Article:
FORT CAMPBELL, Ky. – Running 1-mile can be hard enough without nearly 100 pounds of equipment weighing you down, but Capt. Kaitlyn Hernandez, commander, 717th Ordnance Company, 52nd Ordnance Group (Explosive Ordnance Disposal), was never one to back down from a challenge.
Instead, Hernandez set her sights on the Guinness World Record for fastest woman to run 1-mile in a bomb suit and shattered it at the 2nd Annual Bomb Suit Run and Family 5K April 3 at George Mason University, Fairfax, Virginia, with a time of 10 minutes, 23 seconds.
“As soon as it was done it was kind of a whirlwind, so I didn’t really have a chance to take it in at first,” she said. “But I was very happy and excited. The whole process has just been great.”
Hernandez spent more than a year preparing for the attempt after COVID-19 delayed last year’s event. Along with her regular CrossFit workout, that meant hitting the track in the bomb suit once a week.
“The suit is 84 pounds and the helmet weighs 12, so the helmet’s definitely the worst part because if you’re leaning forward or backward it’ll take your whole body with you,” she said. “Overcoming that is more mental. It’s usually a split-second, any time I run and start feeling sorry for myself I just have to get over it and say it’s not that bad.”
Hernandez unofficially beat previous record-holder Ashley Sorenson’s time of 11 minutes, 6 seconds on a few occasions while training, so she felt confident heading into race day. But she knew it was important to prepare for the unexpected.
“You never know how the suit is going to affect you,” Hernandez said. “It’s like any time you go to work out. Sometimes you’re feeling really great, and sometimes it punches you in the face. Windy days are pretty rough too, when you hit a headwind it feels like you’re running in mud.”
Months of physical and mental training paid off, and Hernandez beat the record Sorenson set back in 2013. The two are actually longtime friends who were stationed together in Hawaii and bonded through playing rugby. They reunited the weekend of the event.
“She was able to give me some advice – just to try and stay calm and remember it’s only four more laps,” Hernandez said. “Once somebody put that in perspective, in my head I knew that I only had to run four more laps, and for the rest of my life it’s done.”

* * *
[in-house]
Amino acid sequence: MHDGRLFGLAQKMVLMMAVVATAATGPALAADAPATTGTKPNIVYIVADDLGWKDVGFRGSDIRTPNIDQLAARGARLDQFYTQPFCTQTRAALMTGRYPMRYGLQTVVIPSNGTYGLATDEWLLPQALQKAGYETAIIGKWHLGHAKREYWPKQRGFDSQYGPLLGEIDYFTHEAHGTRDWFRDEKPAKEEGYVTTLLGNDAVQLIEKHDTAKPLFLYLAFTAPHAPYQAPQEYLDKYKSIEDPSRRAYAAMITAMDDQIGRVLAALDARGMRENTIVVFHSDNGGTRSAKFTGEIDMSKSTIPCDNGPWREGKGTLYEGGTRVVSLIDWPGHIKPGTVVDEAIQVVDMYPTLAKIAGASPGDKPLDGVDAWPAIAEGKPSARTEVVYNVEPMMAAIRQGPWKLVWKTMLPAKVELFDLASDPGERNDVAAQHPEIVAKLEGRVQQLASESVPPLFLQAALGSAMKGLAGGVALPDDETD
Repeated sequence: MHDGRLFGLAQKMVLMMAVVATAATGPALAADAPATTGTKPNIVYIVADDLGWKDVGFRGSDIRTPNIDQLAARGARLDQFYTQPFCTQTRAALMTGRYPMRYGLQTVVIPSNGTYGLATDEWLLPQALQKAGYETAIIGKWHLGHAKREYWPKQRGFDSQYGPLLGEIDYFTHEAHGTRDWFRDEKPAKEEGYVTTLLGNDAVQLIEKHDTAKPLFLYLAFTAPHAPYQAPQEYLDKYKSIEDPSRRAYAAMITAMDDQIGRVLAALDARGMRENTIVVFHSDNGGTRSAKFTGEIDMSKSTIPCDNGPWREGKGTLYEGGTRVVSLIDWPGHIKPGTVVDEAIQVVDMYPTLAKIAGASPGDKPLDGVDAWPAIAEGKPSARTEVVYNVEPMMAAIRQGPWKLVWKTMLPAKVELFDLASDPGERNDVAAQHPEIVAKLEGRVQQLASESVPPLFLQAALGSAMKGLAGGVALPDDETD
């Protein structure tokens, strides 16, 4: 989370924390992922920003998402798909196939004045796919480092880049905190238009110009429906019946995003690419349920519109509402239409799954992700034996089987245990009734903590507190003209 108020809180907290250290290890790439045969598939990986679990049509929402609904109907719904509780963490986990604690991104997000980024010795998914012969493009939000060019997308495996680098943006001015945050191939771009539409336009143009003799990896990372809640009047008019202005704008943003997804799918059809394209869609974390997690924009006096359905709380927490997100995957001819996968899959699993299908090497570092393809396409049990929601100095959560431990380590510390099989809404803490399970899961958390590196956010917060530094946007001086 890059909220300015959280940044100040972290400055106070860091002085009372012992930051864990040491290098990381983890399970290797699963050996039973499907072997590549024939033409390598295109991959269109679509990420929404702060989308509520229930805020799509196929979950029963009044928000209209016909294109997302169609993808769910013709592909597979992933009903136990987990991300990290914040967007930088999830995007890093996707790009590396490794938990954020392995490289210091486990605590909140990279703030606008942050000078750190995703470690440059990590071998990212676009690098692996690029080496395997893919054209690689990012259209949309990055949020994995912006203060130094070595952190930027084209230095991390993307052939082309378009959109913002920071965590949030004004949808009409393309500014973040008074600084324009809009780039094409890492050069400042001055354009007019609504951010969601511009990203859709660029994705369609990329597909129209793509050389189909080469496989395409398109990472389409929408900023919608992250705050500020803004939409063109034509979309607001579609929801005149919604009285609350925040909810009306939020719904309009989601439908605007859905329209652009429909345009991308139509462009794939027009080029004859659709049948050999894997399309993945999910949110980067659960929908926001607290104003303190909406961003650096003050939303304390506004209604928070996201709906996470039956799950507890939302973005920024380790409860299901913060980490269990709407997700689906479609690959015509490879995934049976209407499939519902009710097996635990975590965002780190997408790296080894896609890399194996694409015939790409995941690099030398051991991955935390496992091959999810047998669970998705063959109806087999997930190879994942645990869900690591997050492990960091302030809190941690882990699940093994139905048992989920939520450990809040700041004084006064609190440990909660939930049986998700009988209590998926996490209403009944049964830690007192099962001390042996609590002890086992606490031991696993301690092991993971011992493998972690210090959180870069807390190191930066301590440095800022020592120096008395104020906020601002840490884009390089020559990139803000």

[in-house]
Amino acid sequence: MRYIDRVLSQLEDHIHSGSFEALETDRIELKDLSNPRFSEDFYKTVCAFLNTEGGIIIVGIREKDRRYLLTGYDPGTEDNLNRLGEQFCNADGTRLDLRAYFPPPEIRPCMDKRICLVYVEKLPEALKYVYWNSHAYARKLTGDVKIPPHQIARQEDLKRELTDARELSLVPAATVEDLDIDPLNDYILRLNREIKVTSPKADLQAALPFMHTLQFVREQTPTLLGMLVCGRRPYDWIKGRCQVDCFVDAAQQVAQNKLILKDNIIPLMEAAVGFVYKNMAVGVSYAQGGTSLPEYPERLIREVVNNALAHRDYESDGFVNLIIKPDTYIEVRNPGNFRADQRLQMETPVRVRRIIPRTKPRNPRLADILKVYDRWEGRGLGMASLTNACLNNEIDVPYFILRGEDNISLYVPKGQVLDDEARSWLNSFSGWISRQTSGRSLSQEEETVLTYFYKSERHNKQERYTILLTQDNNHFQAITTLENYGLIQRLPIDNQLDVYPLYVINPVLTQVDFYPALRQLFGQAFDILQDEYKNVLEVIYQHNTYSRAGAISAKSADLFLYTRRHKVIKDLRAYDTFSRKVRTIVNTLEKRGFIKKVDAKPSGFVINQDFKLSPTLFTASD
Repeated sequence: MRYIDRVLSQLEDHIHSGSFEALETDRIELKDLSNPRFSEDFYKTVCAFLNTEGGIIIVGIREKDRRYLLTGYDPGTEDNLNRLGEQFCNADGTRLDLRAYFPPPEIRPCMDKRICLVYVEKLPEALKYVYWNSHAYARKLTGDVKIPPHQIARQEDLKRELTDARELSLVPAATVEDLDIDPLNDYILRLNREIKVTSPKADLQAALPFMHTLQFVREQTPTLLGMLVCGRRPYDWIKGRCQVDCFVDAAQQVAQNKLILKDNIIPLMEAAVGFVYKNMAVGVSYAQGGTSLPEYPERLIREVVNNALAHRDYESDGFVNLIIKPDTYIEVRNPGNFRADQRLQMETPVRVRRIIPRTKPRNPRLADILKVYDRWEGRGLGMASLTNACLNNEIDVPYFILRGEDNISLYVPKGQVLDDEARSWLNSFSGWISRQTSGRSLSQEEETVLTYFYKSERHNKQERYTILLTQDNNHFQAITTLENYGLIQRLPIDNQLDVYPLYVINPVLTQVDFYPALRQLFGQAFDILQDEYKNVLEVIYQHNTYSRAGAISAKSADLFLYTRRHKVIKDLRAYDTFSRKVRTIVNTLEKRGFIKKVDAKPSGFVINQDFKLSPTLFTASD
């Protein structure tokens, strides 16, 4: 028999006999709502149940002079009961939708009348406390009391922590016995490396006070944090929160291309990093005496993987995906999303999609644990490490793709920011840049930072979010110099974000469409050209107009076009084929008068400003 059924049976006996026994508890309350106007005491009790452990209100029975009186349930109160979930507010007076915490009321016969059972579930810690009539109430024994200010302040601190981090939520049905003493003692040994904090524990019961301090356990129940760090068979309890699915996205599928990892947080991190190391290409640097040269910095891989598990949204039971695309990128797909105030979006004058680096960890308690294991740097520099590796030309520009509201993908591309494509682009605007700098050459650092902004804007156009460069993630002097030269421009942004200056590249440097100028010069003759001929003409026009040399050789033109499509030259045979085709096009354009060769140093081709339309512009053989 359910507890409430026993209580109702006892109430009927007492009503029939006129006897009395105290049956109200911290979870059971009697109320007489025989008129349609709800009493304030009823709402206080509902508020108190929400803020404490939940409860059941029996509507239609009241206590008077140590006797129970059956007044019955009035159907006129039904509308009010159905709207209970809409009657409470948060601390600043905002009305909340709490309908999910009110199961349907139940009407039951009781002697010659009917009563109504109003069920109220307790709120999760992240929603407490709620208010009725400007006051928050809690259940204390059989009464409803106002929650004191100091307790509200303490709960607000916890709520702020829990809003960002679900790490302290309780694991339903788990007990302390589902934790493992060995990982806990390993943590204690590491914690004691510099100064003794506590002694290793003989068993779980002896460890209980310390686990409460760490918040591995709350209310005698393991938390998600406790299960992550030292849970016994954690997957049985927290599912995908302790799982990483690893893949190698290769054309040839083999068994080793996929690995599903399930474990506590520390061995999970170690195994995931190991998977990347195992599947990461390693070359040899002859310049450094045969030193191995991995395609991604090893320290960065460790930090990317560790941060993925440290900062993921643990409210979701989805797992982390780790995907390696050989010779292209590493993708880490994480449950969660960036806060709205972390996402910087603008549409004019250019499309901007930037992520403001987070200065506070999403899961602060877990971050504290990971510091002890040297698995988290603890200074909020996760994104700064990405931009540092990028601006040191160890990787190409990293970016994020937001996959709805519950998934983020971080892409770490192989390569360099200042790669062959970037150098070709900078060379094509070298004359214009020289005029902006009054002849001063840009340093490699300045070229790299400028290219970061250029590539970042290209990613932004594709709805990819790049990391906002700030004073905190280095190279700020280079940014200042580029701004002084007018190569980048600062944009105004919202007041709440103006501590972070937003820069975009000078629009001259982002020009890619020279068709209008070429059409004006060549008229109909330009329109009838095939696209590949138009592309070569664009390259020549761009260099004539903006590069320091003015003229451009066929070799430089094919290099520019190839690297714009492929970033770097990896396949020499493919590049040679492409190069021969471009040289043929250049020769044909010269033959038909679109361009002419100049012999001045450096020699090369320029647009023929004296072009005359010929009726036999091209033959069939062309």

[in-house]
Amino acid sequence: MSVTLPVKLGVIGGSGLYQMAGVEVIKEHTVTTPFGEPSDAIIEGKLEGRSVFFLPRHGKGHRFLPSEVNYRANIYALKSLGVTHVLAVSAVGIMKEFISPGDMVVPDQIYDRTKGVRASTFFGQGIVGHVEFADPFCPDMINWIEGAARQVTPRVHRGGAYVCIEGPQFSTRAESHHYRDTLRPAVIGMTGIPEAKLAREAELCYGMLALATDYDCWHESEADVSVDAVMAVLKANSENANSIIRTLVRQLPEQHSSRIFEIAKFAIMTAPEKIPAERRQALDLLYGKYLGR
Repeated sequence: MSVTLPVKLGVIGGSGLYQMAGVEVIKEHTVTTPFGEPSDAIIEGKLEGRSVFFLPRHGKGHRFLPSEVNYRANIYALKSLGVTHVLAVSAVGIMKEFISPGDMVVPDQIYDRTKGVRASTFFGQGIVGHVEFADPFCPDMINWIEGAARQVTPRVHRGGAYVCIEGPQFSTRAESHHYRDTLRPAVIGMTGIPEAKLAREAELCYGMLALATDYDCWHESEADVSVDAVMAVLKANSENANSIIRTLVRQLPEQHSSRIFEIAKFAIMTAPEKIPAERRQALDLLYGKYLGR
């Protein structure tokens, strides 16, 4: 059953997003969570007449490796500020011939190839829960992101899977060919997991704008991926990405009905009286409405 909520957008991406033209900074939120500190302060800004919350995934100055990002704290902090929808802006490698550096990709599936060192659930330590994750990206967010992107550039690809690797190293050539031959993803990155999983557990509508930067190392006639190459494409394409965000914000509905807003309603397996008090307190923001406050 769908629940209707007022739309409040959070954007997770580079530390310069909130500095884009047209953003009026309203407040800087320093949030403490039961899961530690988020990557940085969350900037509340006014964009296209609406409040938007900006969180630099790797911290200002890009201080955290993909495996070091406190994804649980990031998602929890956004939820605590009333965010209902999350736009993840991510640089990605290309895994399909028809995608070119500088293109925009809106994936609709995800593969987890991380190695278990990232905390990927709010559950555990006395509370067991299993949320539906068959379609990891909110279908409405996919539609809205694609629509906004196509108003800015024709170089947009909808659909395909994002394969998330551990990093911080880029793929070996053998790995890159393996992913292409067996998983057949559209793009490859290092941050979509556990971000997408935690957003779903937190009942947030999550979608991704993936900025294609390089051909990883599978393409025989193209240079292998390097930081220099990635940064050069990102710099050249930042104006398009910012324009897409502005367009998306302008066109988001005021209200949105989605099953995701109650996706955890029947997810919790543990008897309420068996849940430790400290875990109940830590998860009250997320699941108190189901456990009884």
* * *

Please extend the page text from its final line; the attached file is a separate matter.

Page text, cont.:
Hernandez initially decided to challenge Sorenson’s record as a form of friendly competition, and the effort quickly grew from there.
“I like to set goals and get after it to have something to aim for,” she said. “But then a couple of non-profit organizations got on board and it became something much bigger than myself.”
Headstrong, a veteran-owned nonprofit that provides mental health care for veterans and their Families, became Hernandez’s primary sponsor as she worked toward her goal.
“For me, the best part of all this was bringing awareness, not only to the organization but to shed some light on an obvious issue that affects way more people than you’d think,” she said. “That we were able to promote organizations that help veterans through this, it all worked out very well.”
Headstrong also worked with Navy SEAL veteran Sean Matson as he prepared to attempt the male bomb suit record during the event, but a leg injury forced him to bow out days before.
That left Hernandez feeling nervous about being the only runner, but Matson joined friends and Family in offering support from the sidelines that helped push her over the finish line.
“It never ceases to amaze me, when Kaitlyn puts her mind to something, what she can accomplish,” Hernandez’s mother Jennifer Sperduto said. “To see her do that was so inspirational, and she motivates me constantly. When I see her push herself to these limits … she can do anything she wants to do.”
Hernandez continues striving for fitness goals and will compete in the quarterfinals of the CrossFit Open this weekend, but she said setting a world record was uniquely memorable.